It's been a long three weeks since iOS 6 beta 2 arrived to refine Apple's next mobile OS, so it's with some relief that beta 3 has just popped up as an over-the-air update. As always, the attention is on mending bugs and bringing the code closer to what an everyday iPad, iPhone or iPod touch owner will see when all is said and done. Those of us regular users pining for Passbook will still have a number of reasons to wait awhile before we can get our own direct taste in the fall -- not the least of which is Apple's recent clampdown on bootleg access.
Due to numerous marketing materials, FCC documents and other leaks, T-Mobile hasn't exactly made it a secret that the Samsung Galaxy Note would be coming to its network sometime soon. We've been begging the company to just come clean about it and confirm the inevitable, and a spokesperson has finally pulled the trigger, announcing on Twitter that it indeed is going to be coming to the lineup. This is unfortunately all the carrier is willing to divulge at this time, however, as we were told in a separate email that it will have "more details to share in the coming weeks." We're now strongly considering a pool on whether or not it'll arrive before a rumored sequel is announced.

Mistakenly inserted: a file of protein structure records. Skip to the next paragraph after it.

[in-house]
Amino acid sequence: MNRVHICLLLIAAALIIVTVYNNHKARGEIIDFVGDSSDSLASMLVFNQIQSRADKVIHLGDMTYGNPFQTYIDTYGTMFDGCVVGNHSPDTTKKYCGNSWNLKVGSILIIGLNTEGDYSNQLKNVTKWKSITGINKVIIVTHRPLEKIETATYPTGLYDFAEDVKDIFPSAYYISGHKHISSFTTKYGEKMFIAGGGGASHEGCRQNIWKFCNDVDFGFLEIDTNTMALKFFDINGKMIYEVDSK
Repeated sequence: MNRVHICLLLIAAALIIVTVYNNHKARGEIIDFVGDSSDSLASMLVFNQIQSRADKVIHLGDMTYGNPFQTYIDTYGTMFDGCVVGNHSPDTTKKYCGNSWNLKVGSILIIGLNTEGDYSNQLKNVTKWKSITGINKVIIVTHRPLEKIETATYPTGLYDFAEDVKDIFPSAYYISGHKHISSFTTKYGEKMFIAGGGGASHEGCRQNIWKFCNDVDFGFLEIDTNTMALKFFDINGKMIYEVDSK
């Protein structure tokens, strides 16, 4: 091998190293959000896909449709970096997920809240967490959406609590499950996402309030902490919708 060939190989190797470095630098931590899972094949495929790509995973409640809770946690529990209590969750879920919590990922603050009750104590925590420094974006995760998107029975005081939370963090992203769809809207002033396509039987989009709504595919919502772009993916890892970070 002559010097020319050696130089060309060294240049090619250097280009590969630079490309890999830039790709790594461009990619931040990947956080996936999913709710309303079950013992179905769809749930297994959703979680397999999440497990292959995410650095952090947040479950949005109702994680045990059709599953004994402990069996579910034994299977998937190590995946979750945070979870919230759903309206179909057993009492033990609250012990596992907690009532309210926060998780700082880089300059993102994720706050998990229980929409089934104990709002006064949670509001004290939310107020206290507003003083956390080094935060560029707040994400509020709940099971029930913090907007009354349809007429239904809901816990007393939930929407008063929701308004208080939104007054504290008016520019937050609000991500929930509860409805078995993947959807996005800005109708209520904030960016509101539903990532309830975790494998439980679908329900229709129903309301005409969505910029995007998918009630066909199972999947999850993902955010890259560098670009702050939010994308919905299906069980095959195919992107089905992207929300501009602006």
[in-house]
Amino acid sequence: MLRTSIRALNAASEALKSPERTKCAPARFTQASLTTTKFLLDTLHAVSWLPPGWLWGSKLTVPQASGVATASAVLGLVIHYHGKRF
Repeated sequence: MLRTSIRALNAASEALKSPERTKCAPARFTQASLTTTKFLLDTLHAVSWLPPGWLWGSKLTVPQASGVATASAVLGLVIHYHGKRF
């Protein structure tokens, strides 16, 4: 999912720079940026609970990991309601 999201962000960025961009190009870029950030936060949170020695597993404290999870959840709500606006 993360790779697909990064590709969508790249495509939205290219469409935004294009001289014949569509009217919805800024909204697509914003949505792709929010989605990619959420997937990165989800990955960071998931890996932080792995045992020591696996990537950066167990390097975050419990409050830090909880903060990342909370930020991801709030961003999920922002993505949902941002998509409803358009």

The waiting is the hardest part -- just ask stateside fans of the Xperia NXT series. But in a welcome change of fortune, Sony's breaking down international borders and making its Android trio available unlocked for American mitts. Interested parties can hit up Sony stores or visit the usual online mega retailers now to snag the 12-megapixel-toting Xperia S, WhiteMagic-y P and wee U for $560, $480 and $300, respectively. You'll have to hitch your wireless ride to AT&T to take full advantage of the goods and there's no 4G LTE service to speak of, but hey, beggars can't be choosers. Hit up the source link below to get'em while they're hot.